The Geneva Centre for Security Policy (GCSP) is an international foundation at the heart of international Geneva. It was established in 1995 on the initiative of the Swiss Confederation.
- A leading executive education centre in global security policy
- A platform that facilitates dialogue and exchange in support of peace, security and international cooperation
- Recognised as innovative, dynamic and impactful
- Executive courses in key locations worldwide
- Forward-thinking and creative solutions to individuals and institutions
- New ideas, contextualised analysis and policy recommendations
GCSP is known for
- Fostering strategic, innovative and critical thinking in our participants
- The ‘GCSP Way’: the co-creation of knowledge and understanding by bringing together leading scholars, first-class practitioners and outstanding participants from around the world
- A stimulating learning experience in state-of-the-art classrooms
- Our strategic location at the Maison de la paix and at the heart of International Geneva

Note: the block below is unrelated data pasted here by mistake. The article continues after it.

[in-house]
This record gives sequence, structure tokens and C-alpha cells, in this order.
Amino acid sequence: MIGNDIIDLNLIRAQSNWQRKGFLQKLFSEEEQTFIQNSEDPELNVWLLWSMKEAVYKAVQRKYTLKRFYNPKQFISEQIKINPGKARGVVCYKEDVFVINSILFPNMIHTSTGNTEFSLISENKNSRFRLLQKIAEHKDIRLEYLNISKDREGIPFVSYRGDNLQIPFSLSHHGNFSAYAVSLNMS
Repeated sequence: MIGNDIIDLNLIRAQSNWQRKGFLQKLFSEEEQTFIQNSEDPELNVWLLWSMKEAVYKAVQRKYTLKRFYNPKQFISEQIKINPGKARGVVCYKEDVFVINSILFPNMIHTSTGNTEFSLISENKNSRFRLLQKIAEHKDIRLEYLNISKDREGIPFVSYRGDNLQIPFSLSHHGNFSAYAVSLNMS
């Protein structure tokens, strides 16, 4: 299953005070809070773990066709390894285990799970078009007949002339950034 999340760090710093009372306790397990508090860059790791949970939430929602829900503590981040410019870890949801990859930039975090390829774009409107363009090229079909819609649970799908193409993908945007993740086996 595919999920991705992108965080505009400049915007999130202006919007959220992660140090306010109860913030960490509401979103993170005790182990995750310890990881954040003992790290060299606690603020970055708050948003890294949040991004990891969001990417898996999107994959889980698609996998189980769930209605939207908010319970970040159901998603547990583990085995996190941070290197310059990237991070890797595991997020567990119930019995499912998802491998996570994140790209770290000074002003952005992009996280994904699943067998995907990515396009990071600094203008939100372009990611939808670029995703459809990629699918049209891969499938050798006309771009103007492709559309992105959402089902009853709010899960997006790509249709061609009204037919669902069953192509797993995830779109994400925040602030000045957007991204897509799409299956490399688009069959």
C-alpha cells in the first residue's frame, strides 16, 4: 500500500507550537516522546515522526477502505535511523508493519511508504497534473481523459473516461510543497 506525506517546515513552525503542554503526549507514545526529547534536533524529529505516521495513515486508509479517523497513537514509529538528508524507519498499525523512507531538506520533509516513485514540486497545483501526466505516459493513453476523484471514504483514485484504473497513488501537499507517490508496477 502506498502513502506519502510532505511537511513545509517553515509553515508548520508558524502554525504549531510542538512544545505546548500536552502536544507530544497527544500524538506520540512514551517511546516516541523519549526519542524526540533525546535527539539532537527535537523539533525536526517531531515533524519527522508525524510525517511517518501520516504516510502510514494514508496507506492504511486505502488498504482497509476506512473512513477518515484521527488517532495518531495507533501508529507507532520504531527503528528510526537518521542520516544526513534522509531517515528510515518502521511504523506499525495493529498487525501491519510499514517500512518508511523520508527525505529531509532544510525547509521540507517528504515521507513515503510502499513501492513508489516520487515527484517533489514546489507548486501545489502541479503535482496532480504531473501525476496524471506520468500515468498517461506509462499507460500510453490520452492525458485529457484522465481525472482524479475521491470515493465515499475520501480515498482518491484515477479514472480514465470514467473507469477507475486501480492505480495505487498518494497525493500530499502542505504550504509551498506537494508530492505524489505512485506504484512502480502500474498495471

- Our principles of impartiality, independence and inclusiveness, making us a sought-after venue for track 1.5 and track 2 diplomacy
- The unique “Esprit de Genève” in our activities in Geneva, elsewhere in Switzerland and around the world
- A genuinely global centre with multinational staff and fellows from a variety of backgrounds and fields of expertise
- More than 800 participants every year from over 100 nations, from the public, non-profit and private sectors
- An ever-growing alumni community of over 5000 international professionals that is vibrant, global and known for its policy influence
What was to become the Geneva Centre for Security Policy (GCSP) has its roots in a training programme designed on the initiative of the Swiss Confederation to strengthen national expertise in the field of disarmament in the midst of the Cold War.
Putting in place a nine month executive course to train government officials in pertinent issues on international security, the founding fathers of the GCSP had their fingers on the pulse. It quickly turned out that there was a pressing need for comprehensive security training, not only in Switzerland but also in many other European countries and beyond. It was therefore only logical in 1995 to create a foundation under Swiss law that was strongly promoted by the then Swiss Federal Counsellor Adolf Ogi, with the support and guidance of an international Foundation Council.